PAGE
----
45 student teams compete for $15K

MIT Global Challenge added to annual IDEAS Competition

3985 ideas
Team Maa-Bara members Ogheneruno E. Okiomah G (right) and Elisha R. Goodman G (left) explain their project to the IDEAS Competition judges during the IDEAS poster section on Monday, April 25. Okiomah and Goodman’s project focuses on a farming system to help people grow clean food in the oil-polluted land in the Niger Delta.
William Yee—The Tech

CORRECTION TO THIS ARTICLE: This article incorrectly states that IDEAS Competition teams competed for $15,000. Any team could receive a maximum of $25,000 through a combination of three types of awards: IDEAS Awards ($5,000, $7,500, or $10,000); Global Challenge Juried Awards ($10,000); and Community Choice Awards ($5,000). Winners were announced on May 2.

Forty-five teams competed for $15,000 last night in the final round of MIT’s Innovation, Development, Enterprise, Action and Service (IDEAS) Competition, spelling out their vision to make the world a better place. The annual competition focuses on innovation in the realm of public service. Teams entered projects in fields ranging from health care and education to food production, with many focusing on the challenges of world poverty and international development.

“I’m really excited by the diversity in the types of projects this year,” said Raj Melville MBA ’77, a returning judge from the Deshpande Foundation. “There’s definitely a lot of energy and potential here.”

This year marks the 10th anniversary of the MIT’s IDEAS Competition, and the first year of the MIT Global Challenge, which was created by the Public Service Center and the MIT Alumni Association as a tie-in to MIT150. One of the new features of the MIT Global Challenge allows registered users to vote for their favorite teams online, with the top five teams receiving $5000 each. The two competitions will reward up to $150,000 in funding to the various winning teams. This year, turnout was up 20 percent from previous years, according to Kate Mytty, program coordinator.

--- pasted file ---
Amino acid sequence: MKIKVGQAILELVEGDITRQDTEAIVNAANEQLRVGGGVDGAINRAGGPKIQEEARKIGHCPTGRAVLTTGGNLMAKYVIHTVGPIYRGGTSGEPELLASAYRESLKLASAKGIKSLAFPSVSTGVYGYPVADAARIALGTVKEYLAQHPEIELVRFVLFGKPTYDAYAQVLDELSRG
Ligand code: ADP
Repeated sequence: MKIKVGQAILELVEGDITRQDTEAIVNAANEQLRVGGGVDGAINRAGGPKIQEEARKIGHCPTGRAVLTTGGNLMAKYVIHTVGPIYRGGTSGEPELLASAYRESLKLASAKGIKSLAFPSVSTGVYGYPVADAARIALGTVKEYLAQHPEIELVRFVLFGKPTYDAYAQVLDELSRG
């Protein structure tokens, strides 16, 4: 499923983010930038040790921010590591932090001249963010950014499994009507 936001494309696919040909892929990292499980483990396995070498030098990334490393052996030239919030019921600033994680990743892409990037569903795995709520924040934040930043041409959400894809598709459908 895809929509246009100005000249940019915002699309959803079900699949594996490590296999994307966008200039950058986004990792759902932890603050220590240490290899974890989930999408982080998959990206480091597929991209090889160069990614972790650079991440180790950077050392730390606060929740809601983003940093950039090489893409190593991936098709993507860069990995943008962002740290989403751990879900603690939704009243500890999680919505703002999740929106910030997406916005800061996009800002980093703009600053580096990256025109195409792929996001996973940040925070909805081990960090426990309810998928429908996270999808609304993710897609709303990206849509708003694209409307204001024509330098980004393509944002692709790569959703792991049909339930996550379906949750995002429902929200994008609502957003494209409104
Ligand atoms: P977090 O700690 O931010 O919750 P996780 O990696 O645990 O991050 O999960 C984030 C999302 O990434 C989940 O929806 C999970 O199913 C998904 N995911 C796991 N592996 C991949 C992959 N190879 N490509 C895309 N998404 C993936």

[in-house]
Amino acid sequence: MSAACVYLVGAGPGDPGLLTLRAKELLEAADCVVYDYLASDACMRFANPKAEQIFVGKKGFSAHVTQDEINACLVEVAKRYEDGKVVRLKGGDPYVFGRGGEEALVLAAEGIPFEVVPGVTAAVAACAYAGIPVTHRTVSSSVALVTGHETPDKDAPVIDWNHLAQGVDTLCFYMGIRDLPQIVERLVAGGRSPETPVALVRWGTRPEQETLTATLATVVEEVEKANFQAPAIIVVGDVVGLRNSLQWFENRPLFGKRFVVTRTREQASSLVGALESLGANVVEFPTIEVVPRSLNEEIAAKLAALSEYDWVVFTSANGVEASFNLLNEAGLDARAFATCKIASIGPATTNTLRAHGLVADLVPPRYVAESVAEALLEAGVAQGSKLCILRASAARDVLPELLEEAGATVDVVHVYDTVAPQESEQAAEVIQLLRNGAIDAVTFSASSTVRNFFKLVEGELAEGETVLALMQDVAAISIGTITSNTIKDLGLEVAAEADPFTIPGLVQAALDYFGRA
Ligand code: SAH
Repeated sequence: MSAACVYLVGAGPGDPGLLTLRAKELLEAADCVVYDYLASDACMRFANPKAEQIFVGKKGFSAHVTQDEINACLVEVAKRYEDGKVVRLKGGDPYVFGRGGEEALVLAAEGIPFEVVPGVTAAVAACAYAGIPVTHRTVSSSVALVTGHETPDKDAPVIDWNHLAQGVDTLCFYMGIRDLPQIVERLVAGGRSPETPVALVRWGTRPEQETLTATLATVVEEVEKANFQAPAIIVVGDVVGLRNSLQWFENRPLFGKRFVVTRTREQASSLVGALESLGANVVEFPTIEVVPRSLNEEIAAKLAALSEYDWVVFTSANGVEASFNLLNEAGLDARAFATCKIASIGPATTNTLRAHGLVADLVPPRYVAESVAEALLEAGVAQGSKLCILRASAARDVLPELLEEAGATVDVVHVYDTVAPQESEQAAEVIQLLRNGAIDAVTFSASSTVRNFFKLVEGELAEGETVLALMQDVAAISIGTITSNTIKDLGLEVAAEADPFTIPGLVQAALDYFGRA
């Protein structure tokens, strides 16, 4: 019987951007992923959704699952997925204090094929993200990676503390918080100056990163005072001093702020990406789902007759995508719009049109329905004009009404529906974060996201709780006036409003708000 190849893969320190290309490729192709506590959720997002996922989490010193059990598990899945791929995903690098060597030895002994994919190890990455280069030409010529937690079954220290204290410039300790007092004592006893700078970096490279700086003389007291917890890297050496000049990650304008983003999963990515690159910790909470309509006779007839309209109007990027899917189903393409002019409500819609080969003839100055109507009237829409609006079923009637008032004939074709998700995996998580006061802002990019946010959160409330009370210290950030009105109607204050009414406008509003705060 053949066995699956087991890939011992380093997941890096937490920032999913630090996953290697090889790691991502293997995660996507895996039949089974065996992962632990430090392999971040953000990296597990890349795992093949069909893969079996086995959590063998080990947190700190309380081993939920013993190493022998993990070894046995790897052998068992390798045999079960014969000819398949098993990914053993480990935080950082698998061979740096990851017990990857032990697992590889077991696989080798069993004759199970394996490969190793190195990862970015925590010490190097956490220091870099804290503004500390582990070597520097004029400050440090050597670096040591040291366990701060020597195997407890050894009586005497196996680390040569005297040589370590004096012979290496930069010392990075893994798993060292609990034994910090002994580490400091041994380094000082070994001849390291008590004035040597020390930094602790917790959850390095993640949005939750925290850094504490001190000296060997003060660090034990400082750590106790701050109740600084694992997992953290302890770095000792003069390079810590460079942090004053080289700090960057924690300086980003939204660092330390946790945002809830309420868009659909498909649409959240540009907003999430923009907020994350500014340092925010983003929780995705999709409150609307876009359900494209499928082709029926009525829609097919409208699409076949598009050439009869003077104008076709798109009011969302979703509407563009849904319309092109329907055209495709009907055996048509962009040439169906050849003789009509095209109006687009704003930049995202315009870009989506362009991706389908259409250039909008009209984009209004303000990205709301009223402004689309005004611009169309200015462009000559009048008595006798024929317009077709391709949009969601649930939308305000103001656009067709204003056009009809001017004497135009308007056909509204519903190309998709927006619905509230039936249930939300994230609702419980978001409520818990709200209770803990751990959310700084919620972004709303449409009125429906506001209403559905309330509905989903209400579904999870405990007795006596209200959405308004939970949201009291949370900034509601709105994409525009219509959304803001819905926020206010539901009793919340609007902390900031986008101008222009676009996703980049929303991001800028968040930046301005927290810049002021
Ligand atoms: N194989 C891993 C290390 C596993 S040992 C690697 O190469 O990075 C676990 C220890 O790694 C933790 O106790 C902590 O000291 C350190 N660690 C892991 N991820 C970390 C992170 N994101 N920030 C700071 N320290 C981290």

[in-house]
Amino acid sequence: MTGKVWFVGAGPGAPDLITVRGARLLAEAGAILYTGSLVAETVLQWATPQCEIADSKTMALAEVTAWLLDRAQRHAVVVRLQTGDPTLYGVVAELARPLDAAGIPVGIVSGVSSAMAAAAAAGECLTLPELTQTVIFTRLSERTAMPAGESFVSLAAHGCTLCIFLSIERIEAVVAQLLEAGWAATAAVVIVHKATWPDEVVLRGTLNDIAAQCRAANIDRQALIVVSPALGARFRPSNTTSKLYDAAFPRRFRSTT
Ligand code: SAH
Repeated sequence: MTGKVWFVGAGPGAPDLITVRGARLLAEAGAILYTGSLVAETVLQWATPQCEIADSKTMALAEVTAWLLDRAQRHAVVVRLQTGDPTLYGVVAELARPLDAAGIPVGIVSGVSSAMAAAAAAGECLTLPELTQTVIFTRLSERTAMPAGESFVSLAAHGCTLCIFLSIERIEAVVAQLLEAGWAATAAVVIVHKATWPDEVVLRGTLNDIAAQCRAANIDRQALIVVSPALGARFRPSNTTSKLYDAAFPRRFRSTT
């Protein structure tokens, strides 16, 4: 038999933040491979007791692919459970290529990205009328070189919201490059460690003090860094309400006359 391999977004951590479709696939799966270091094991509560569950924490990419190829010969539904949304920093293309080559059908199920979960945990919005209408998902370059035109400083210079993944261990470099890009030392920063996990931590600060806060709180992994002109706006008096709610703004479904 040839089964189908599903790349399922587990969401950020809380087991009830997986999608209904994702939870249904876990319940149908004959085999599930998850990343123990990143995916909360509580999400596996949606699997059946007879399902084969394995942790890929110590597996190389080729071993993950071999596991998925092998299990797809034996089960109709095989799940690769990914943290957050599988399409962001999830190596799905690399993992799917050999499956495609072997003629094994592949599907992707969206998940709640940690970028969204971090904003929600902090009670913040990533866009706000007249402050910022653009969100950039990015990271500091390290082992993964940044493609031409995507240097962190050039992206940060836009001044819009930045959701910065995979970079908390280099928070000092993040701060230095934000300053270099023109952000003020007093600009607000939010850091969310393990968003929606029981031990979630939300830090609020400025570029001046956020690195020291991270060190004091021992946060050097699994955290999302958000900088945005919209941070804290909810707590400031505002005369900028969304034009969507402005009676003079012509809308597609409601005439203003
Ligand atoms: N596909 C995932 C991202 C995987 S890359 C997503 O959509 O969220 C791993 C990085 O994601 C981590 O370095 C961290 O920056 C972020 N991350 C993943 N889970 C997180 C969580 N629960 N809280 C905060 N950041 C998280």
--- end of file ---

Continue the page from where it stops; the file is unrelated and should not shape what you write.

Many teams were excited about the opportunities the competitions offered.

“The IDEAS Competition is awesome,” said Archit N. Bhise ’13 of InnoHealth, “It’s a great opportunity to get feedback, and with the funding, we can go back to India and deploy our project in more places to really get it working.” InnoHealth is a partnership with the Indian NGO Society for Nutrition, Education, and Health Action (SNEHA) to develop a web-based system to efficiently direct hospital patients to the best facility for their needs in Mumbai, India.

Coyin Oh ’14, a member of GrubCycle, said, “I really liked that the competition gives us a chance to create something from prototype to full implementation. It’s really neat to start something and follow it from the beginning to the end.” GrubCycle is a project that seeks to create a waste management system in Kibera, the largest slum in Nairobi, Kenya, and empower local entrepreneurs at the same time. “The idea is that local entrepreneurs can earn money by collecting waste, feed it to the worms, and then sell the pupae to factories that will turn it into animal feed,” Oh explained. “We calculate that a person can earn up to $8/day, which is pretty significant increase from their previous earnings,” she said.

Other teams focused on topics like food production and education. Straw Chopper — a group working on a machine that will allow farmers in India to more easily supplement their income through the production of mushrooms — hopes the IDEAS Competition will allow them to put their idea to the test.

“We just started this project 5–6 weeks ago, and it’d be really great if we could make a working prototype, get it to India and show people how to use it,” Lusann W. Yang G, a project member, said.

Aakriti Shroff ’13, of the Indian Mobile Initiative — a project that will teach Android programming and entrepreneurship to university students in India — was also enthusiastic about her team’s project. “India is right on the cusp of innovation, and being right in the middle of it with the students is really exciting. We want to get feedback through this competition and just spread the word about our project.”

Judging Criteria

Each team pitches their plan to 3–5 judges, who rank the project based on three criteria: innovation, feasibility and impact.

“We want people to think about a problem in a new way and really have a catch-all ‘aha’ factor, a gut sense of novelty,” said Lars H. Torres, Program Administrator of the IDEAS and Global Challenge.

“These projects need to have a significant social or environmental impact,” Melville said, “We ask, ‘Will it make a real difference, and do the teams have a well thought-out plan?’”

The final decision of the winners is then made by the core staff and competition sponsors. The top five teams in the community voting competition will also receive $5000 each.